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A wide-angle view of the US stock market

By: Steve Saville, The Speculative Investor

 -- Published: Monday, 16 January 2017 | Print  | Disqus 

Until the S&P500 Index (SPX) broke out to the upside in early-July of 2016 we favoured the view that an equity bear market had begun in mid-2015. Supporting this view was the performance of NYSE Margin Debt, which had made what appeared to be a clear-cut downward reversal from an April-2015 peak.

As we’ve explained in the past, leverage is bullish for asset prices as long as it is increasing, regardless of how far into ‘nosebleed territory’ it happens to be. It’s only after market participants begin to scale back their collective leverage that asset prices come under substantial and sustained pressure. For example, it was a few months AFTER leverage (as indicated by the level of NYSE margin debt) stopped expanding and started to contract that major stock-market peaks occurred in 2000 and 2007. That’s why, during the second half of 2015 and the first few months of this year, we considered the pronounced downturn in NYSE Margin Debt from its April-2015 all-time high to be a warning of an equity bear market.

As at the end of November-2016 (the latest data) NYSE Margin Debt still hadn’t exceeded its April-2015 high, but the following chart from Doug Short shows that it is close to doing so. Furthermore, given the price action in December it is likely that NYSE Margin Debt has since made a new all-time high.

Even if it didn’t make a new high in December, the rise by NYSE Margin Debt to the vicinity of its April-2015 peak is evidence that leverage is still in a long-term upward trend and that the equity bull market is not yet complete.

More timely evidence that the US equity bull market is not yet complete is provided by indicators of market breadth, the most useful of which is the number of individual stocks making new 52-week highs.

The number of individual stocks making new highs on the NYSE and the NASDAQ peaked with the senior stock indices at multi-year highs during the first half of December. The number of individual-stock new highs has since fallen sharply, but this is normal and is not yet a significant bearish divergence.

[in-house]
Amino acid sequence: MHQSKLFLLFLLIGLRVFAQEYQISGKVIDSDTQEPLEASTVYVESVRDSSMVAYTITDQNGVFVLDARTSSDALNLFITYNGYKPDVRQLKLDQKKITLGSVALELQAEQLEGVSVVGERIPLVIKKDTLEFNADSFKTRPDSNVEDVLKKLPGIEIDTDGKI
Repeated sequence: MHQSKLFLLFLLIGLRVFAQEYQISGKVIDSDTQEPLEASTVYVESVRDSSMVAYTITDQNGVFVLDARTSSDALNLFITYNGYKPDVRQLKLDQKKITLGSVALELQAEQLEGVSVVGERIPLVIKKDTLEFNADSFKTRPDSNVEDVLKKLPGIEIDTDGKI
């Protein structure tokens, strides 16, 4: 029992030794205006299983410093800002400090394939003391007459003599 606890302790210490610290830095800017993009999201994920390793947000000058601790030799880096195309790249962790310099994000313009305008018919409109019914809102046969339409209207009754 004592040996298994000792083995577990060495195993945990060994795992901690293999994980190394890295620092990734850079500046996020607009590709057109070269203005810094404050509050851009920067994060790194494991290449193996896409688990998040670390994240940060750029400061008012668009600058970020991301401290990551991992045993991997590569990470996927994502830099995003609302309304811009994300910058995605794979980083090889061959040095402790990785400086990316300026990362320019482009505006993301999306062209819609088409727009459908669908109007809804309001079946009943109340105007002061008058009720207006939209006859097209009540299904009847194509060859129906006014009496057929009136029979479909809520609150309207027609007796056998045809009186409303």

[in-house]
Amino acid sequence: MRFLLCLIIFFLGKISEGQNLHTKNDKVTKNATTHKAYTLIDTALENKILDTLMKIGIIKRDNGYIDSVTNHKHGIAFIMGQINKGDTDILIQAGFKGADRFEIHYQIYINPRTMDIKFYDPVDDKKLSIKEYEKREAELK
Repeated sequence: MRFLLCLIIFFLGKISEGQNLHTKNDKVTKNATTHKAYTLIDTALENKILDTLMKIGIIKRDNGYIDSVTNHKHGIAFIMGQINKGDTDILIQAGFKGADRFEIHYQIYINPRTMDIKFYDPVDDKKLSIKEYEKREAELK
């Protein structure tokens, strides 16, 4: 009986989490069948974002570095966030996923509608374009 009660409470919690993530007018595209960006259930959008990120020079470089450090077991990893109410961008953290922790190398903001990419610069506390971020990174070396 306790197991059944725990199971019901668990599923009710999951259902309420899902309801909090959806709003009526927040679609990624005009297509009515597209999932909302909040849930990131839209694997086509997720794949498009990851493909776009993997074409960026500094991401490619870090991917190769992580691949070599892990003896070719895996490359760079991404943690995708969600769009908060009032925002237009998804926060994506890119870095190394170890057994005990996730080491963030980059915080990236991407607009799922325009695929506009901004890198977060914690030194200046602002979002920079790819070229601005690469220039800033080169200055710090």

The change over the past 6 weeks in the number of individual stocks making highs is consistent with the view that a sizable short-term decline is coming, but at the same time it suggests that neither a long-term top nor an intermediate-term top is in place. The reason is the strong tendency for the number of individual-stock new highs to diverge bearishly from the senior indices for at least a few months prior to an intermediate-term or a long-term top.

The US equity bull market may well continue, but that doesn’t mean it’s worth participating in. No investor should attempt to buy into all, or even into most, bull markets. In our opinion, it’s best to restrict participation to those bullish trends that are underpinned by relative value.

If the US equity bull market continues it will definitely not be because the market is underpinned by relative value. As illustrated by another chart from Doug Short (see below), based on an average of four valuation indicators the S&P500′s valuation today is the same as it was at the 1929 peak and second only to the 2000 peak.

The market has primarily been propelled by and to a certain extent remains underpinned by the combination of monetary inflation and artificially-low interest rates, that is, by the machinations of the Fed.


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 -- Published: Monday, 16 January 2017 | E-Mail  | Print  | Source:

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Regular financial market forecasts and analyses are provided at our web site. We aren’t offering a free trial subscription at this time, but free samples of our work (excerpts from our regular commentaries) can be viewed here.

E-mail: Steve Saville


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